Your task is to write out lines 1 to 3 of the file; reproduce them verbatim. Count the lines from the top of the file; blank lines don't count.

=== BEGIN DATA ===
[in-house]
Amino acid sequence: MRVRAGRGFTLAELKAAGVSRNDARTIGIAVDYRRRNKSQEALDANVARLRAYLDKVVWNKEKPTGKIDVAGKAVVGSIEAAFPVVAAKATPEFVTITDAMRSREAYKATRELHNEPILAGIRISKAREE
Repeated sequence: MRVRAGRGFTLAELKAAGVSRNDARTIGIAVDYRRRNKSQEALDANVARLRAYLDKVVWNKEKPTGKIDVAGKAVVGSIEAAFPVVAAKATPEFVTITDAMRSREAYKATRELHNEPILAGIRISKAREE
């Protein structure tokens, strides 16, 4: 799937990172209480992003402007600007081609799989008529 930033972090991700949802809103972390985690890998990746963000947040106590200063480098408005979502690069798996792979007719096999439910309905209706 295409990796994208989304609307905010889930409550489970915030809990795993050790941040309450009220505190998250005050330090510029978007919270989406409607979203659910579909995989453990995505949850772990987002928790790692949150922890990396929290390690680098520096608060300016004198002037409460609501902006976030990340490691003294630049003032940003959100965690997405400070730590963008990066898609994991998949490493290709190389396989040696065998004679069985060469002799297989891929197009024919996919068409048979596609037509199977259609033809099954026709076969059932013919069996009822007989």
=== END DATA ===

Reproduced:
[in-house]
Amino acid sequence: MRVRAGRGFTLAELKAAGVSRNDARTIGIAVDYRRRNKSQEALDANVARLRAYLDKVVWNKEKPTGKIDVAGKAVVGSIEAAFPVVAAKATPEFVTITDAMRSREAYKATRELHNEPILAGIRISKAREE
Repeated sequence: MRVRAGRGFTLAELKAAGVSRNDARTIGIAVDYRRRNKSQEALDANVARLRAYLDKVVWNKEKPTGKIDVAGKAVVGSIEAAFPVVAAKATPEFVTITDAMRSREAYKATRELHNEPILAGIRISKAREE